Hewitt, Tech somehow surviving
GREENSBORO, N.C. -- How do you like Paul Hewitt now, Georgia Tech fans?
Because you're pretty much stuck with him, like a 15-year mortgage or a set of plastic stadium cups. After a season of talking about it, there's no firing the coach of the Yellow Jackets at this point. Whatever case you want to make against his work ever since the 2004 Final Four, it's been trumped now that the Jackets are in the NCAA tournament and in the Atlantic Coast Conference tournament final -- in spite of themselves, at times.
This seventh-seeded Tech team cannot dribble, cannot pass, cannot hit free throws, cannot exploit a massive size and talent advantage when it has one, cannot inbound the ball to save its life -- and so far, cannot be beaten in here. They are staggeringly inconsistent, yet also undefeated in this upset-riddled tourney.
"We're kind of imperfect sometimes," Hewitt said with a winner's laugh.
You want imperfect? Here's imperfect: Tech has the lowest free throw percentage of any team that has played three ACC tourney games in the event's 56-year history, at 54.7 percent. In upsetting Maryland on Friday and outlasting No. 11 seed North Carolina State on Saturday, Tech has made 42 field goals -- and committed 41 turnovers. Its victories here, by a total of 12 points, mark its first three-game ACC winning streak of the season.
In the Yellow Jackets' 57-54 semifinal triumph over the Wolfpack, lottery pick Derrick Favors got only 10 shots in 34 minutes. Fellow low-post power Gani Lawal got seven shots in just 23 minutes. They made the most of those touches, combining for 29 points, but you wonder: How can Hewitt stand watching the rest of the team launch 24 shots and make six without breaking his clipboard over his head?
Even one of Hewitt's own players seemed befuddled by Tech's inability to capitalize on its interior edge against an undersized NC State team.
"I thought with our frontcourt, Gani and Favors, we would have won comfortably," said guard D'Andre Bell, who made six clutch free throws to help ice the game. "But as you can see "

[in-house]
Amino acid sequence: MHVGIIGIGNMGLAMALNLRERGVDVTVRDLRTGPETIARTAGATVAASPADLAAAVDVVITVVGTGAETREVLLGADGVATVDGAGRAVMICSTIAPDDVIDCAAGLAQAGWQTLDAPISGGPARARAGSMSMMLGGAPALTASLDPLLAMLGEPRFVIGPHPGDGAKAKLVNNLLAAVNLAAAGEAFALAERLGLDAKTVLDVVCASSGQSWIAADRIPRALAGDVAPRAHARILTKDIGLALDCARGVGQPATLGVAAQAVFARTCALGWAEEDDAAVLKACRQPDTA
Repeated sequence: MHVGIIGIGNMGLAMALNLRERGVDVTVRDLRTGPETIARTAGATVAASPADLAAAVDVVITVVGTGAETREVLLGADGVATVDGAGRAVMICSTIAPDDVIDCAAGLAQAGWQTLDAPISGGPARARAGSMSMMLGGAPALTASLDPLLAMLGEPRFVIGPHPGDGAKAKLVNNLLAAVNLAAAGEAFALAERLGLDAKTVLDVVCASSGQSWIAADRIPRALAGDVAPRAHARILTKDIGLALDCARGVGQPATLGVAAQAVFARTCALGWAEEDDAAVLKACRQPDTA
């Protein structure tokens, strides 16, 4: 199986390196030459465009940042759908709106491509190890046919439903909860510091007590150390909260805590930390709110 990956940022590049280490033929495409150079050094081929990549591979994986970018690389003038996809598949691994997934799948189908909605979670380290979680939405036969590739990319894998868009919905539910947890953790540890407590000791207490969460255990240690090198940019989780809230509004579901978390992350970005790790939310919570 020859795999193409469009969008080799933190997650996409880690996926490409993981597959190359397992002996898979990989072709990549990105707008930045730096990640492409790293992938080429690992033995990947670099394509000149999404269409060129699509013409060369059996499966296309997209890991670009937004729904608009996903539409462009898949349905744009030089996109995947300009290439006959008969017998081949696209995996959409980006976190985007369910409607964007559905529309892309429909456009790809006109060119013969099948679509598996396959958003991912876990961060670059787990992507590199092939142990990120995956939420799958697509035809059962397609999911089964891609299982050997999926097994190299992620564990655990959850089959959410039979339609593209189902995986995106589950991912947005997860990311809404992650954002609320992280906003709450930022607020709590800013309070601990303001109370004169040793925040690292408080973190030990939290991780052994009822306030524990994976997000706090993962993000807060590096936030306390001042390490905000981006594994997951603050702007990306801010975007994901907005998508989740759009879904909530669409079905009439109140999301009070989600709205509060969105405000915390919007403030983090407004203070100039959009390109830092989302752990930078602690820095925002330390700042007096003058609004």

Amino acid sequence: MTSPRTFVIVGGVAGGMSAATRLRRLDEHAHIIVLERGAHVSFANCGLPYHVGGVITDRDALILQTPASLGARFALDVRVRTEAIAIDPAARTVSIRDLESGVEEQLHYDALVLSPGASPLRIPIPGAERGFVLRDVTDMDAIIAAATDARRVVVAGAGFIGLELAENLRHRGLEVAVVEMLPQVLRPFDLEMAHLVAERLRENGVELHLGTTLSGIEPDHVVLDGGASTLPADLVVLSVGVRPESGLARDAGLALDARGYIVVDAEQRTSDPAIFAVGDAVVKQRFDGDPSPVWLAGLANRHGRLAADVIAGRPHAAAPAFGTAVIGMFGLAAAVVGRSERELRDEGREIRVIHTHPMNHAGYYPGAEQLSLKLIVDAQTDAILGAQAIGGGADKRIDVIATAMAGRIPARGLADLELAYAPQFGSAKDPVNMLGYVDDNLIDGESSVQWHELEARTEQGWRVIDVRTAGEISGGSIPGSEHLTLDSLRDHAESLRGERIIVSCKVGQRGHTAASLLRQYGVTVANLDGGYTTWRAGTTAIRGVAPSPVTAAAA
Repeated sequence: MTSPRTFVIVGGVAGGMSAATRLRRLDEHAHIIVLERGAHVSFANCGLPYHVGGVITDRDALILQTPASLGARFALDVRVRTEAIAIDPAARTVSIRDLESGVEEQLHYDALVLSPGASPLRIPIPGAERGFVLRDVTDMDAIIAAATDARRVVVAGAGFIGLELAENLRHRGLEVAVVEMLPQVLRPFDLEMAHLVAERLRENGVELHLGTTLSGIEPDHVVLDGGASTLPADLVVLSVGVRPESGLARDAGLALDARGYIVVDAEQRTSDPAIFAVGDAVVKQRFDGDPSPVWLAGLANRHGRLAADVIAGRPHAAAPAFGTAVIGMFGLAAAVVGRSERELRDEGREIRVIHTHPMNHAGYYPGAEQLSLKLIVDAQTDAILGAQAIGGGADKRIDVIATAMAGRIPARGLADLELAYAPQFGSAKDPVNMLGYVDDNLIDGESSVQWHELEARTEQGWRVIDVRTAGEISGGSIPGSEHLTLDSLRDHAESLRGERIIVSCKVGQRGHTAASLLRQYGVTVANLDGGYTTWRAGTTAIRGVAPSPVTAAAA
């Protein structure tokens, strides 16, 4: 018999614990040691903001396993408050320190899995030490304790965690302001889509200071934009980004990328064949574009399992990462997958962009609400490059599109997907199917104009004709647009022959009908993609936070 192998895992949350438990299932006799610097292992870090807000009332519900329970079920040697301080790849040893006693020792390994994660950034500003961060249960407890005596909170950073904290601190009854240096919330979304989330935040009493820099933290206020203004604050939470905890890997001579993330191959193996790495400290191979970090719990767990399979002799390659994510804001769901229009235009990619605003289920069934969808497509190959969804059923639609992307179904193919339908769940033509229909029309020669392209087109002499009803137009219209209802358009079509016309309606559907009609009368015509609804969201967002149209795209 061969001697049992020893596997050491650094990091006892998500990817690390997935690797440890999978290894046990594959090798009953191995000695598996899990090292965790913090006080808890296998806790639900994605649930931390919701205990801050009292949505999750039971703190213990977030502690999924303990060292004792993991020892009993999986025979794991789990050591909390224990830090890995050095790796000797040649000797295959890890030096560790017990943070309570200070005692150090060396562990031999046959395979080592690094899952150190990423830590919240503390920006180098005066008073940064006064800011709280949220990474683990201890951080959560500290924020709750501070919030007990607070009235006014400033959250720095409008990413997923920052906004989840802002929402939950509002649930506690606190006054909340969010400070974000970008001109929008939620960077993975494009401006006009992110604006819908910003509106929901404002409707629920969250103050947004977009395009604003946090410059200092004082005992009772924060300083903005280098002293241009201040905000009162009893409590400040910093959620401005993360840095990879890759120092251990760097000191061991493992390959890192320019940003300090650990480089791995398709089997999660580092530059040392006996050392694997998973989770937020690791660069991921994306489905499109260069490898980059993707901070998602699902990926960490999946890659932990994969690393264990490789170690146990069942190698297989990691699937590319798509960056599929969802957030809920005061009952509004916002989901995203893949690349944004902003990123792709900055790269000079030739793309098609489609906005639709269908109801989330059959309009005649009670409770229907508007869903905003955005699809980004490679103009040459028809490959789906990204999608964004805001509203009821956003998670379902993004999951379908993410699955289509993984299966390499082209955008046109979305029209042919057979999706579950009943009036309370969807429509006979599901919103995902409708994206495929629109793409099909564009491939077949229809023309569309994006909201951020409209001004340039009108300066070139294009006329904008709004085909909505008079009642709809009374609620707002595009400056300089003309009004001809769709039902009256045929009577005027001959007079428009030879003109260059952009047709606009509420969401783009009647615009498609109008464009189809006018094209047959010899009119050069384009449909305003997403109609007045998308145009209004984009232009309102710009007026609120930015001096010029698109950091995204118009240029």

As we can see, Tech allowed State to make much more of this game than it should have. The resourceful Wolfpack were down 10 at halftime but hit the Jackets with a 17-3 run to start the second half, and actually held the lead for the majority of the final 20 minutes. But Favors and Bell combined to score 11 of Tech's last 12 points, and State guard Javier Gonzalez had an intentional-foul meltdown in the final 90 seconds, and those things allowed Hewitt to punch two fists into the air at the final horn.
Bring on top-seeded Duke. Bring on a fourth game in four days.
"What fatigue?" asked Bell. "It doesn't exist in this game."
Hewitt basically employed the same denial defense in response to a question about whether the Tech fans are in his corner.
"The fans have been great, that's the one thing that's been consistent," he said. "There are other areas where some cheap shots have been taken. When I walk through the airports and go out to dinner with my family, you would be shocked how this stuff has turned and now everybody goes out of their way to say, 'Hey, coach, we respect what you are doing.'"
The cheap shots would presumably be from the Atlanta media, some of whom have had the impertinence to question Hewitt's body of work at Tech.
The fans have been great, that's the one thing that's been consistent. There are other areas where some cheap shots have been taken. When I walk through the airports and go out to dinner with my family, you would be shocked how this stuff has turned and now everybody goes out of their way to say, 'Hey, coach, we respect what you are doing.'" -- Georgia Tech coach Paul Hewitt
When the Jackets made their stunning run to the 2004 national title game in Hewitt's fourth year at Tech, he looked like a rising star in the coaching profession. But since then, that has looked more and more like a fluke.
His league record has been 45-67, including a 7-9 mark this season. And the Jackets have played in only two of the past five NCAA tournaments, winning a single game.
That's not because there has been a dearth of talent at Tech. Since '04, Hewitt has had three players drafted in the first round: Jarrett Jack, Javaris Crittenton and Thaddeus Young. Granted, they didn't hang around campus very long, but they were there and Hewitt didn't do a lot with them.
But the coach owns what some insiders say is the best contract in college basketball: a deal that automatically rolls over and contains a whopper buyout at all times. That, and the signing of superstar recruit Favors, might have been the two most important advantages Hewitt had when it came to job security.
And now Favors and Lawal have at least gotten Tech back into the NCAA tournament -- where, if the Jackets play like they did in the first half against Maryland on Friday, they could be dangerous. Then again, if they play like they did in the second half against Maryland, or for most of the game against NC State, they could get run by 20 in the first round.
But today, none of the aggravations that accompany this Tech team matter. The Jackets have done what they came here to do, pushing their way off the bubble and into the NCAA field.
Which means Paul Hewitt isn't going to be run out of his job anytime soon.
Pat Forde is a senior writer for ESPN.com. He can be reached at ESPN4D@aol.com.
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